I had assumed the Nevada desert was flat and yet I climbed my way out of that state on last year’s adventure. Similarly I just assumed Connecticut was one big downhill to the coast after enduring the Appalachian Mountains in Pennsylvania. Today’s ridiculous ride proved otherwise.
Hill upon hill of 11-14% grade climbs with each lasting about a mile long. All told, we climbed 5,034 feet over 80 miles, enjoyed over 5,000 feet of screaming downhills, and made it to the Massachusetts border where we’ll launch tomorrow.
The day started chilly at 54 degrees, but it quickly warmed up to 80 degrees, no humidity, blue skies, and no rain – a perfect day to be on a bike.
Mark, the Math Teacher
On one of our breaks, we met Mark and his Uncle Charlie as they were about to start their own bike ride for the day. Mark has been a high school math teacher for 7 years in Hartford CT and he loves the ability to make a difference with kids. He also loved the school principal (who was most recently transferred to a new school) because of his leadership and the culture he created at the school. As an example, at every staff meeting, he would genuinely declare, “I have the best staff in Connecticut” and that approach made all the difference. What makes Mark remarkable? The amount that he cares about kids.
Uncle Charlie … a Missed Opportunity
I regret that I did not interview Uncle Charlie. When we first met, I shared with him about our project, and I assumed Uncle Charlie dismissed it when he said, “Job? I’m a school custodian about to retire and I cannot wait to bike all the time.” The conversation immediately shifted to his desire to cycle cross-country, so I withheld the invitation to Uncle Charlie to contribute to the Documentary.
I was remiss when the opportunity was in front of me because I assumed Uncle Charlie would rather talk about biking (which I think he did); however, when I interviewed his nephew Mark and did not extend the invitation to Uncle Charlie, I couldn’t help but wonder if Uncle Charlie felt slighted. I wish I had suspended my assumption about Uncle Charlie. Had I asked, I have no doubt Uncle Charlie would have had a unique perspective to offer and an interesting story to share.
I really wish I had asked him the pivotal question. Don’t you just want to know what he loves about his job as a school custodian? From our short conversation I can surmise that what makes Uncle Charlie remarkable is his enthusiasm. I cannot imagine that he could possibly turn that off the minute he gets to work - it was shining too brightly to be turned off.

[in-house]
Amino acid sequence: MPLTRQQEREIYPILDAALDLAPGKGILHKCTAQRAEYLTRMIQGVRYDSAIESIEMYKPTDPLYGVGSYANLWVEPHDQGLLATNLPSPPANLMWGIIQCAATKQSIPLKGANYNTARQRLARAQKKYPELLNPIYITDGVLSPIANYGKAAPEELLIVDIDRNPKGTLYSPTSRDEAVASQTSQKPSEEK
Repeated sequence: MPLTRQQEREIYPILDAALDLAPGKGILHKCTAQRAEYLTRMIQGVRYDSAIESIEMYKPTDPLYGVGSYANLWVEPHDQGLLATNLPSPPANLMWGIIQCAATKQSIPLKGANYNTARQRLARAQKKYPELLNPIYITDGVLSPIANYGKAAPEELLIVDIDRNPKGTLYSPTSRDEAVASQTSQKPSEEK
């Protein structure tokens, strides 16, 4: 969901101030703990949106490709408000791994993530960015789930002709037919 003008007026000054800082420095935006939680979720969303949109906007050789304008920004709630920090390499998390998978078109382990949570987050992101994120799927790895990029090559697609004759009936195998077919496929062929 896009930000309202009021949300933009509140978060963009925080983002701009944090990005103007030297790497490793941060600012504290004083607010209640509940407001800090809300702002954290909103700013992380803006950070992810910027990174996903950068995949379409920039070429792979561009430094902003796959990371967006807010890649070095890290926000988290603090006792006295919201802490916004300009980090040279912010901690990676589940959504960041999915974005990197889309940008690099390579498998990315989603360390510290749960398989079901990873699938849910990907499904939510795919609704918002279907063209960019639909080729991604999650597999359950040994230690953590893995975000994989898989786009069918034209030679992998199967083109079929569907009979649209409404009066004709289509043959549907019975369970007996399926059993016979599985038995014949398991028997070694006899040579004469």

(Mark – if you are reading this, please interview your Uncle Charlie and send it to me so I can do him the honor of being a part of the Documentary.)
Disappointed about Uncle Charlie, I decided to spend the day cognizant of the assumptions I was making about people and situations, forcing myself to intentionally suspend them. Interestingly, the world seemed to expand or shrink in direct relation to the power I gave those assumptions.
Contest Ends July 31
People are busy voting for their favorite contributions to the on-line Documentary - have you voted? (It’s so easy – just open a YouTube account in 3 easy steps and vote for as many as you like!)
You can also join the contest – just upload your own 30-second contribution and invite your friends to vote for your contribution when it’s posted. The video with the most likes wins the iPad.
The Documentary is growing with daily contributions! View them all on The Moxie Ride channel on YouTube: www.youtube.com/themoxieride. We have had over 2,000 views! (Here’s a picture of Noonie exhausted from uploading everyone’s videos!)
Day 34 miles: 82.03
Total miles: 2,267.08
Day 34 ascent: 5,033
Day 34 route: Norfolk to Windsor Locks to Ellington to Stafford Springs to Quinebaug, CT
Day 34 road kill count: 5
Total road kill count: 521
Day 34 interviews: 1
Total interviews: 78